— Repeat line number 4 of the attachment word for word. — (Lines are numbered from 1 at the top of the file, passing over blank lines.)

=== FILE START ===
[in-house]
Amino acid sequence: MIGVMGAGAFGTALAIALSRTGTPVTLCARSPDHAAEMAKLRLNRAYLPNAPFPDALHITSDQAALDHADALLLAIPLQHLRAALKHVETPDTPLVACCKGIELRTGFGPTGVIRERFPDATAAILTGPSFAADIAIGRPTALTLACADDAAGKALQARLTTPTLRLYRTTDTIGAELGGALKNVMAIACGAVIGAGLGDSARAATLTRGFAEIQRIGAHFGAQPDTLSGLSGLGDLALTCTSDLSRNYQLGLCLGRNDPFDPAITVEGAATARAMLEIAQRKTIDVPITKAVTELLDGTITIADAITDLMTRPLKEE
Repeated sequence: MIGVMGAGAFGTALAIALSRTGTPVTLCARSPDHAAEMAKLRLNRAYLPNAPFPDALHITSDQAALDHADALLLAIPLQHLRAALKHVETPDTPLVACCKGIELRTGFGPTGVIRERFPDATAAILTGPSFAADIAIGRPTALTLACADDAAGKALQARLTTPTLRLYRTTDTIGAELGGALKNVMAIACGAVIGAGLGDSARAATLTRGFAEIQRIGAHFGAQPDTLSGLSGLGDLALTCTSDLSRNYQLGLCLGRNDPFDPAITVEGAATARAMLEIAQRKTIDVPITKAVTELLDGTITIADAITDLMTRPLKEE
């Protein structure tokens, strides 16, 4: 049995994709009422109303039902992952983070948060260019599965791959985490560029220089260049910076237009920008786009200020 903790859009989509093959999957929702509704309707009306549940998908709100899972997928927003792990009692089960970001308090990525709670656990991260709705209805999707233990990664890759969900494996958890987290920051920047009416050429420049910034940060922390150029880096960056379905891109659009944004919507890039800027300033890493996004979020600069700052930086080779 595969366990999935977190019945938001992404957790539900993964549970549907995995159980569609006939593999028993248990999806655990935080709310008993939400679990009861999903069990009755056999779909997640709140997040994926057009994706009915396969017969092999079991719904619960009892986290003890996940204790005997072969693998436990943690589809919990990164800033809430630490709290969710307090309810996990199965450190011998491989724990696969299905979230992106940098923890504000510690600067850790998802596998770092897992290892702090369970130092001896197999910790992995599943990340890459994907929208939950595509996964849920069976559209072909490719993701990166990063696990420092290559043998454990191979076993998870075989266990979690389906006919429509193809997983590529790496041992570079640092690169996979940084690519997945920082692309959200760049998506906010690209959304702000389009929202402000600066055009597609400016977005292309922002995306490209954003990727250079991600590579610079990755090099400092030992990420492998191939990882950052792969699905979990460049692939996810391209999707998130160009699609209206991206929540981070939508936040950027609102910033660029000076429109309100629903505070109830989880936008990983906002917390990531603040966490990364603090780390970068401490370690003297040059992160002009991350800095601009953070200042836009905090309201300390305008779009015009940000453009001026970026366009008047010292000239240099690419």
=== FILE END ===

């Protein structure tokens, strides 16, 4: 049995994709009422109303039902992952983070948060260019599965791959985490560029220089260049910076237009920008786009200020 903790859009989509093959999957929702509704309707009306549940998908709100899972997928927003792990009692089960970001308090990525709670656990991260709705209805999707233990990664890759969900494996958890987290920051920047009416050429420049910034940060922390150029880096960056379905891109659009944004919507890039800027300033890493996004979020600069700052930086080779 595969366990999935977190019945938001992404957790539900993964549970549907995995159980569609006939593999028993248990999806655990935080709310008993939400679990009861999903069990009755056999779909997640709140997040994926057009994706009915396969017969092999079991719904619960009892986290003890996940204790005997072969693998436990943690589809919990990164800033809430630490709290969710307090309810996990199965450190011998491989724990696969299905979230992106940098923890504000510690600067850790998802596998770092897992290892702090369970130092001896197999910790992995599943990340890459994907929208939950595509996964849920069976559209072909490719993701990166990063696990420092290559043998454990191979076993998870075989266990979690389906006919429509193809997983590529790496041992570079640092690169996979940084690519997945920082692309959200760049998506906010690209959304702000389009929202402000600066055009597609400016977005292309922002995306490209954003990727250079991600590579610079990755090099400092030992990420492998191939990882950052792969699905979990460049692939996810391209999707998130160009699609209206991206929540981070939508936040950027609102910033660029000076429109309100629903505070109830989880936008990983906002917390990531603040966490990364603090780390970068401490370690003297040059992160002009991350800095601009953070200042836009905090309201300390305008779009015009940000453009001026970026366009008047010292000239240099690419």